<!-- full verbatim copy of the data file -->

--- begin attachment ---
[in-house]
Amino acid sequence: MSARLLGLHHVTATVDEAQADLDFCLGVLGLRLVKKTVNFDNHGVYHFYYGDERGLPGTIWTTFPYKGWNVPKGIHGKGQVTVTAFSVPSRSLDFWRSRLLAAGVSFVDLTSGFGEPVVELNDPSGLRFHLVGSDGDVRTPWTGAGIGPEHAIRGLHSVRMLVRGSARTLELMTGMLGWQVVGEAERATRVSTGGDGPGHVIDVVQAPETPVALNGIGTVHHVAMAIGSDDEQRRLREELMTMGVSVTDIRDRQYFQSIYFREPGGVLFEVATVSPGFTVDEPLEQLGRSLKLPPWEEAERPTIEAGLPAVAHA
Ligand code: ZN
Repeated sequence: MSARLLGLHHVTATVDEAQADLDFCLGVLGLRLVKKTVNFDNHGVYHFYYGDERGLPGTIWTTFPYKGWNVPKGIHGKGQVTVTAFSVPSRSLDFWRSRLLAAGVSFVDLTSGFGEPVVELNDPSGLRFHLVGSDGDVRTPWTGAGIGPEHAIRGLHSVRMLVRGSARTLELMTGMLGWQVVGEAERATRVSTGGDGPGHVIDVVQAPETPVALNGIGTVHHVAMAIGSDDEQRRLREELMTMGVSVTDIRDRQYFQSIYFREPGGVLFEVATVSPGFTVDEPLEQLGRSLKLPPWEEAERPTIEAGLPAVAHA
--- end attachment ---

[in-house]
Amino acid sequence: MSARLLGLHHVTATVDEAQADLDFCLGVLGLRLVKKTVNFDNHGVYHFYYGDERGLPGTIWTTFPYKGWNVPKGIHGKGQVTVTAFSVPSRSLDFWRSRLLAAGVSFVDLTSGFGEPVVELNDPSGLRFHLVGSDGDVRTPWTGAGIGPEHAIRGLHSVRMLVRGSARTLELMTGMLGWQVVGEAERATRVSTGGDGPGHVIDVVQAPETPVALNGIGTVHHVAMAIGSDDEQRRLREELMTMGVSVTDIRDRQYFQSIYFREPGGVLFEVATVSPGFTVDEPLEQLGRSLKLPPWEEAERPTIEAGLPAVAHA
Ligand code: ZN
Repeated sequence: MSARLLGLHHVTATVDEAQADLDFCLGVLGLRLVKKTVNFDNHGVYHFYYGDERGLPGTIWTTFPYKGWNVPKGIHGKGQVTVTAFSVPSRSLDFWRSRLLAAGVSFVDLTSGFGEPVVELNDPSGLRFHLVGSDGDVRTPWTGAGIGPEHAIRGLHSVRMLVRGSARTLELMTGMLGWQVVGEAERATRVSTGGDGPGHVIDVVQAPETPVALNGIGTVHHVAMAIGSDDEQRRLREELMTMGVSVTDIRDRQYFQSIYFREPGGVLFEVATVSPGFTVDEPLEQLGRSLKLPPWEEAERPTIEAGLPAVAHA